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28 February

Will Ukraine run out of ammunition?

Complacency and budget cuts have depleted western reserves since the Cold War.

By Katherine Bayford

The West is not only struggling to maintain the supplies it is sending to Ukraine, it is failing to replace the ammunition it has sent. Years of budget cuts have left western ammunition capabilities and stockpiles low, with little to no public backlash.

Ukraine currently expends as many shells in a month as America produces in a year.

Recently Jens Stoltenberg, the Nato secretary-general, told reporters that “the current rate of Ukraine’s ammunition expenditure is many times higher than our current rate of production, [which] puts our defence industries under strain”. America and Europe produce around 480,000 155mm shells each year. At the moment that yearly production capacity amounts to about two and a half months’ worth of consumption for Ukraine. Nico Lange, a former chief of staff at the German Defence Ministry, has argued that the ammunition crisis may directly aid Russia’s military strategy, with its focus on “frontal attacks on the front line in many sections, [which] can only be successful if Ukraine runs out of ammunition”.

The West’s recent wars have been waged against Saddam Hussein’s battered and technologically-eclipsed Iraqi forces, and scrappy outfits of tenacious Middle Eastern terrorists and insurgents. None have impressed upon military planners the importance of increasing ammunition production.

While individuals – or even governments at large – have raised concerns about the possibility of an aggressive China or Russia, states have not been convinced to increase the production of ammunition above an alarmingly small amount. Last year Olaf Scholz, the German chancellor, pledged to establish an extra €100bn in funding for the country’s armed forces, but none of that was designated for ammunition. This marks a wider trend within the West to prioritise the “vehicles” of war rather than the ammunition they require. As one former Pentagon official explains, “You can’t buy nine-tenths of a ship – but you can buy nine-tenths of the number of missiles you need.”

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[See also: How long will the war in Ukraine go on for?]

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Instead of maintaining the basics of war and defence, western countries have chosen to focus on high-spec, high-status equipment that has been described by one senior policy fellow at the European Council on Foreign Relations as “a conspiracy of dressing the shop window while letting the stockroom empty out”.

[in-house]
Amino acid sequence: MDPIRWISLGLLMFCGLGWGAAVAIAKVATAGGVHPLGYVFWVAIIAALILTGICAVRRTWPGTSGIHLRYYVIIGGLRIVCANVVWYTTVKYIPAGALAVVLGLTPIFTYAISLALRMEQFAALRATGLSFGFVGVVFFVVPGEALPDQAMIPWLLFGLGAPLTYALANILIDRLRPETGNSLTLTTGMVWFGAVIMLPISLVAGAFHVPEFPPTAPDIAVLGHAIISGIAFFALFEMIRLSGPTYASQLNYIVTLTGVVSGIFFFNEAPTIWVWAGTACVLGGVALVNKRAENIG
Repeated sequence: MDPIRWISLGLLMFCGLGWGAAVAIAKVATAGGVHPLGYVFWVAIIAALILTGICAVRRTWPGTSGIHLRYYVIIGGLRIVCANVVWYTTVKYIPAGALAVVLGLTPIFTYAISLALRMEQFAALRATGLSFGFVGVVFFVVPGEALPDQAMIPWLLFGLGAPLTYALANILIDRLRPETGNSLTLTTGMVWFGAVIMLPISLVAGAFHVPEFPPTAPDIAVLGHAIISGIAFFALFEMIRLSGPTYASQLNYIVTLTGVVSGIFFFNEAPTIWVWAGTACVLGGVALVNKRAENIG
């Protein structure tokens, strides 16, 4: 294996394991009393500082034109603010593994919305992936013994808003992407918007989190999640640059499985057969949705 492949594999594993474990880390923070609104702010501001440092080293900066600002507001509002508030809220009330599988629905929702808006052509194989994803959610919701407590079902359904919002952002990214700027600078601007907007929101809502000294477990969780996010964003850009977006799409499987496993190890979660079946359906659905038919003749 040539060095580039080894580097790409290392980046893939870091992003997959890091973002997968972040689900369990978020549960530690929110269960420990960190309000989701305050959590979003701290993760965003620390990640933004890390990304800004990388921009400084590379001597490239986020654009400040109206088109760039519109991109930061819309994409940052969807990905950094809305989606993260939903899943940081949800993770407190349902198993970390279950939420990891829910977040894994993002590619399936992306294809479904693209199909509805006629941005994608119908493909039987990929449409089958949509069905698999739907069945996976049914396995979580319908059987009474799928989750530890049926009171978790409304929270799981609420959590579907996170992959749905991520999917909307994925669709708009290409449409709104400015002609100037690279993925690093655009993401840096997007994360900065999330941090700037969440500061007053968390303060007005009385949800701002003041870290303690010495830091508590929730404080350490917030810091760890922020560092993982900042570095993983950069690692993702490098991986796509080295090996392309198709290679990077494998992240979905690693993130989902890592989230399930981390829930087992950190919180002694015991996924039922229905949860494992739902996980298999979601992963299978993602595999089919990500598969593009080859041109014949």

Decades of budgetary cuts across Europe have severely depleted its ammunition reserves, justified on the basis that a massive land war was unlikely to break out on European soil. Europe’s nuclear capabilities were similarly part-justified by the idea that they would render massive ammunition stockpiles superfluous. As Trevor Taylor from the Royal United Services Institute think tank explained to CNN, during the Cold War the costs of maintaining forces and stockpiles that could withstand a Warsaw Pact attack for a longer period than three weeks were borderline unbearable, prompting Nato to stress “that it would also have to be ready eventually to initiate the use of nuclear weapons… After 1990, the apparent need for large stocks obviously diminished.” Too many western commentators confidently viewed the end of the Cold War as being synonymous with lasting peace on European soil.

The West’s support for Ukraine has compounded issues at the core of its own defence industry. Decades of underfunding and misdirected defence funding has put the West’s defence capabilities under enormous strain. The only person who stands to benefit is Vladimir Putin.

Read more:

“Russia cannot afford to lose, so we need a kind of a victory”: Sergey Karaganov on what Putin wants

How long will the war in Ukraine go on for?

John Sullivan: “Vladimir Putin does not want an off-ramp”

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